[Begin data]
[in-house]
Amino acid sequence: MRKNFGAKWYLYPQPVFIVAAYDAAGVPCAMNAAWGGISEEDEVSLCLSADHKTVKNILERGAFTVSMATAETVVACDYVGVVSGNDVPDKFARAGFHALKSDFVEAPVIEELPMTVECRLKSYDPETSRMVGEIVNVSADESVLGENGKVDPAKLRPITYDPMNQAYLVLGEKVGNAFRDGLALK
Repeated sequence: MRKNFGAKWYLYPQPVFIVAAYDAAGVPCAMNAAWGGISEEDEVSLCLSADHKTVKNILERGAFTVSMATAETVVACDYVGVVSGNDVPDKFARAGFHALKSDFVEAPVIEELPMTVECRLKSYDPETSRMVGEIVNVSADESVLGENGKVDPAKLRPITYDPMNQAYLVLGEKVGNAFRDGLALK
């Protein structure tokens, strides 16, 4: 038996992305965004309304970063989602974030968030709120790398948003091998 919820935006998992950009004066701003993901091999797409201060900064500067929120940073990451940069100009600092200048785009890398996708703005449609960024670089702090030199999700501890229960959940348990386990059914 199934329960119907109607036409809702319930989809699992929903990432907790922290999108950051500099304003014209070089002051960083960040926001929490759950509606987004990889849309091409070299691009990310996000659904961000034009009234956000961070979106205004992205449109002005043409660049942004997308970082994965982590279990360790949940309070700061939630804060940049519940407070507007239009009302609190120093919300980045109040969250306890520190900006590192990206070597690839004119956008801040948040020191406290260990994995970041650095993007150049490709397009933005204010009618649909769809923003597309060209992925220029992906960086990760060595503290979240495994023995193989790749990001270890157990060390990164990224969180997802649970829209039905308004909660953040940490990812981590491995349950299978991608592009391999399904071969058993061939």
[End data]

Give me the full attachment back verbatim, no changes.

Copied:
[in-house]
Amino acid sequence: MRKNFGAKWYLYPQPVFIVAAYDAAGVPCAMNAAWGGISEEDEVSLCLSADHKTVKNILERGAFTVSMATAETVVACDYVGVVSGNDVPDKFARAGFHALKSDFVEAPVIEELPMTVECRLKSYDPETSRMVGEIVNVSADESVLGENGKVDPAKLRPITYDPMNQAYLVLGEKVGNAFRDGLALK
Repeated sequence: MRKNFGAKWYLYPQPVFIVAAYDAAGVPCAMNAAWGGISEEDEVSLCLSADHKTVKNILERGAFTVSMATAETVVACDYVGVVSGNDVPDKFARAGFHALKSDFVEAPVIEELPMTVECRLKSYDPETSRMVGEIVNVSADESVLGENGKVDPAKLRPITYDPMNQAYLVLGEKVGNAFRDGLALK
């Protein structure tokens, strides 16, 4: 038996992305965004309304970063989602974030968030709120790398948003091998 919820935006998992950009004066701003993901091999797409201060900064500067929120940073990451940069100009600092200048785009890398996708703005449609960024670089702090030199999700501890229960959940348990386990059914 199934329960119907109607036409809702319930989809699992929903990432907790922290999108950051500099304003014209070089002051960083960040926001929490759950509606987004990889849309091409070299691009990310996000659904961000034009009234956000961070979106205004992205449109002005043409660049942004997308970082994965982590279990360790949940309070700061939630804060940049519940407070507007239009009302609190120093919300980045109040969250306890520190900006590192990206070597690839004119956008801040948040020191406290260990994995970041650095993007150049490709397009933005204010009618649909769809923003597309060209992925220029992906960086990760060595503290979240495994023995193989790749990001270890157990060390990164990224969180997802649970829209039905308004909660953040940490990812981590491995349950299978991608592009391999399904071969058993061939």